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About That Night (FBI.US Attorney #3)

By:Julie James

imples's eyes met hers and held them. "Okay, we'll do first names instead. Rylann."

She said nothing at first as she looked him up and down, coming to one inescapable conclusion. "You're used to getting your way with women, aren't you?"

He paused for a second. "Far more than I'd like, actually."

He suddenly looked serious, and Rylann wasn't sure what to say in response. Perhaps that was her cue.

She tipped her glass with a polite smile. "I think I'll head back to my friends now. It's been a pleasure … not quite meeting you."

She walked back to the table, where her friends were engaged in a heated debate over the scope of the Fifth Amendment's right to counsel during custodial interrogations. The guys in their group, including Shane, kept right on arguing as Rylann squeezed by, either not having noticed-or not caring about-her interaction with the guy at the bar. Rae, however, practically yanked Rylann into her seat.

"So? How did it go?" she asked eagerly.

"Assuming you're talking about Smug Dimples over there, it didn't go anywhere."

"Smug Dimples?" Rae looked ready to smack her upside the head. "You know who that is, right?"

Surprised by the question, Rylann stole a glance back at Smug Dimples, who'd already joined his friends over at the pool table. Well, she'd had a theory up until that moment. Judging from the no-fuss jeans, flannel shirt, and work boots, along with the slightly too-longish hair, she'd pretty much assumed he was a townie, likely one of those guys in his twenties from Champaign who hung out with his friends at campus bars looking for easy pickings among the co-eds.

But now, given Rae's implication that he was somebody she should know, she needed to rethink that assumption.

An athlete perhaps. He was tall enough, easily over six feet, and certainly had the body-not that she'd paid attention to that, of course.

Maybe he was the Fighting Illinis' new quarterback or something. Rylann had been living in the insular world of law school for the past nine months and, frankly, didn't have much of an interest in college football, so that could easily be the case. Although he seemed a bit older than she would expect for an undergrad.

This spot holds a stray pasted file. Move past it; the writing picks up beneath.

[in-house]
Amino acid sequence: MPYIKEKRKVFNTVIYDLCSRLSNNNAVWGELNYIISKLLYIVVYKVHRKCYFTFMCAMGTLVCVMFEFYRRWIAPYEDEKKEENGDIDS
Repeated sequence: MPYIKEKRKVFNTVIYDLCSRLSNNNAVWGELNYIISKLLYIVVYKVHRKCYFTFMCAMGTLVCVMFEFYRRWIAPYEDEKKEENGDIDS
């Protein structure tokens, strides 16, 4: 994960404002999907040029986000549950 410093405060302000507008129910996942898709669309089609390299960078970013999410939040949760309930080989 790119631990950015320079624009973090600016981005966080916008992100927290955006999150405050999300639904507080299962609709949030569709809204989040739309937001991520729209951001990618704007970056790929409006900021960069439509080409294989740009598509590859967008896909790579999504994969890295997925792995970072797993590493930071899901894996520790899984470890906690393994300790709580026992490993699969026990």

"All right, I'll bite. Who is he?" she asked Rae. She prepared to be wholly unimpressed.

"Kyle Rhodes."

Rylann stopped her drink midway to her mouth. Well. She actually did know that name. Virtually everyone at the university knew that name.

"The billionaire?" she asked.

"Technically, the billionaire's son-but yes, the one and only," Rae said.

"But Kyle Rhodes is supposed to be a computer geek."

Rae shifted her position to check out the object of their discussion. "If that's the new face of computer geek, sign me up. He can push my keyboard buttons any day."

"Nice, Rae." Rylann resisted the urge to look over again. She wasn't familiar with all the details of his story, but she knew enough from the Time, Newsweek, and Forbes articles she'd read about his father, a Chicago businessman hailed as the epitome of the American dream. From what she recalled, Grey Rhodes had come from modest roots, graduated from the University of Illinois with a master's degree in computer science, and eventually started his own software company. She didn't remember much about his career, except for the one detail that really mattered: about ten years ago, his company had developed the Rhodes Anti-Virus, a software security program that had exploded worldwide to the ultimate tune of over one billion dollars.

She also knew that Grey Rhodes made generous donations to his alma mater, at least, she assumed that was the case, since the university had named an entire section of the campus after him-the Grey Rhodes Center for Computer Science. With his billion-dollar empire, he was easily the most wealthy and famous of the school's alumni. And thus Kyle Rhodes, a grad student in computer science and the heirapparent, was also a name people knew.

So Smug Dimples had a name now, Rylann thought. Well, good for him.

She watched surreptitiously as Kyle Rhodes leaned across the pool table to take his shot, the flannel shirt stretching tight across his broad, seemingly very toned chest.

"You could always go back over there," Rae said slyly, her eyes trained in the same direction as Rylann's.

Rylann shook her head. Not a chance. "Didn't your mother ever warn you about that kind of guy, Rae?"

"Yep. On my sixteenth birthday, when Troy Dempsey pulled into my driveway and asked if I wanted to go for a ride on his motorcycle."

"Did you go?" Rylann asked.

"Hell, yes. I was wearing a denim miniskirt, and I burned my calf on the exhaust pipe. Still have the scar to this day."

"There's a lesson to be learned there," Rylann said.

"Never wear a denim miniskirt?"

Rylann laughed. "That, too." And stay away from bad boys.

They moved on from the subject of Kyle Rhodes and joined their friends in the Fifth Amendment fracas. Before Rylann realized it, over an hour had passed, and she was surprised when she checked her watch and saw that it was after midnight. She caught herself glancing in the direction of the pool table-her treacherous eyes seemed to have a will of their own that night-and noticed that Kyle Rhodes and his friends were gone.

Which was just fine with her.



THE BAR LIGHTS came on, a signal that it was time for everyone to clear out.

Rylann checked her watch impatiently, saw that it was a quarter past one in the morning, and wondered what could be taking Rae so long in the bathroom. She didn't think her friend was sick-sure, they'd both had a few drinks that night, but they'd spread them out over several hours.

When another person, the third in the last five minutes, bumped into Rylann in the half stampede/half stumble of drunk patrons to the door, she figured she should check on what was keeping Rae. Mov